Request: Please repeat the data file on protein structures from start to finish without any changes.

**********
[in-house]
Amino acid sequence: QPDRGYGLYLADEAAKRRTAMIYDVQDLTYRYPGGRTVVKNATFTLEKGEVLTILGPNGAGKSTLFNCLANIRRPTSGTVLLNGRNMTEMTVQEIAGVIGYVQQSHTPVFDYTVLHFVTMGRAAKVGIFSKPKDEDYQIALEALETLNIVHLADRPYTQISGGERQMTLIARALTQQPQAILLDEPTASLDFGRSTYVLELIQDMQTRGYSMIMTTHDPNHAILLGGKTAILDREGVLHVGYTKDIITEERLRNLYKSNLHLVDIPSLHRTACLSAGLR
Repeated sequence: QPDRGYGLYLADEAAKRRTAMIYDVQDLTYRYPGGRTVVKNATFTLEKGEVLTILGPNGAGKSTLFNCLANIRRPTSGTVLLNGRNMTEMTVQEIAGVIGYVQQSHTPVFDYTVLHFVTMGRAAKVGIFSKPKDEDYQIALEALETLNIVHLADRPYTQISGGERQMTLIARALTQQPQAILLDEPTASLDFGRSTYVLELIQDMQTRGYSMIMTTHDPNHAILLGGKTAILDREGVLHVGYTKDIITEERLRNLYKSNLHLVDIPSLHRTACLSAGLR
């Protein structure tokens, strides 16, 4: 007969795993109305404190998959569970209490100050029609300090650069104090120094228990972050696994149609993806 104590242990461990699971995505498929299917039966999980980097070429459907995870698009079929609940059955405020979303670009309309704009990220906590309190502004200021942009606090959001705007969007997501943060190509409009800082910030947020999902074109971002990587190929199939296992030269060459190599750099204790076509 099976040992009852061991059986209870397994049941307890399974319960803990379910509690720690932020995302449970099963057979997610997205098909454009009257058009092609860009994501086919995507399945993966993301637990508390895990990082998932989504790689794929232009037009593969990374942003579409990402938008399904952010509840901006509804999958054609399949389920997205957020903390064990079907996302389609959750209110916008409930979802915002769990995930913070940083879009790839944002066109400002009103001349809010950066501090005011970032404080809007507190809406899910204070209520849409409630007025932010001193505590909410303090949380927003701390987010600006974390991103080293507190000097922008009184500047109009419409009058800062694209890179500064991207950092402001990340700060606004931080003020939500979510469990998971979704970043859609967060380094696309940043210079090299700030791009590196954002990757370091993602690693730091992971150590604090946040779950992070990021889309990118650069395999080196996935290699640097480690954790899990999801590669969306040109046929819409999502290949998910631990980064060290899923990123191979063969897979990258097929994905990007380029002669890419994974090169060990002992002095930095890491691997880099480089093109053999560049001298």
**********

[in-house]
Amino acid sequence: QPDRGYGLYLADEAAKRRTAMIYDVQDLTYRYPGGRTVVKNATFTLEKGEVLTILGPNGAGKSTLFNCLANIRRPTSGTVLLNGRNMTEMTVQEIAGVIGYVQQSHTPVFDYTVLHFVTMGRAAKVGIFSKPKDEDYQIALEALETLNIVHLADRPYTQISGGERQMTLIARALTQQPQAILLDEPTASLDFGRSTYVLELIQDMQTRGYSMIMTTHDPNHAILLGGKTAILDREGVLHVGYTKDIITEERLRNLYKSNLHLVDIPSLHRTACLSAGLR
Repeated sequence: QPDRGYGLYLADEAAKRRTAMIYDVQDLTYRYPGGRTVVKNATFTLEKGEVLTILGPNGAGKSTLFNCLANIRRPTSGTVLLNGRNMTEMTVQEIAGVIGYVQQSHTPVFDYTVLHFVTMGRAAKVGIFSKPKDEDYQIALEALETLNIVHLADRPYTQISGGERQMTLIARALTQQPQAILLDEPTASLDFGRSTYVLELIQDMQTRGYSMIMTTHDPNHAILLGGKTAILDREGVLHVGYTKDIITEERLRNLYKSNLHLVDIPSLHRTACLSAGLR
């Protein structure tokens, strides 16, 4: 007969795993109305404190998959569970209490100050029609300090650069104090120094228990972050696994149609993806 104590242990461990699971995505498929299917039966999980980097070429459907995870698009079929609940059955405020979303670009309309704009990220906590309190502004200021942009606090959001705007969007997501943060190509409009800082910030947020999902074109971002990587190929199939296992030269060459190599750099204790076509 099976040992009852061991059986209870397994049941307890399974319960803990379910509690720690932020995302449970099963057979997610997205098909454009009257058009092609860009994501086919995507399945993966993301637990508390895990990082998932989504790689794929232009037009593969990374942003579409990402938008399904952010509840901006509804999958054609399949389920997205957020903390064990079907996302389609959750209110916008409930979802915002769990995930913070940083879009790839944002066109400002009103001349809010950066501090005011970032404080809007507190809406899910204070209520849409409630007025932010001193505590909410303090949380927003701390987010600006974390991103080293507190000097922008009184500047109009419409009058800062694209890179500064991207950092402001990340700060606004931080003020939500979510469990998971979704970043859609967060380094696309940043210079090299700030791009590196954002990757370091993602690693730091992971150590604090946040779950992070990021889309990118650069395999080196996935290699640097480690954790899990999801590669969306040109046929819409999502290949998910631990980064060290899923990123191979063969897979990258097929994905990007380029002669890419994974090169060990002992002095930095890491691997880099480089093109053999560049001298």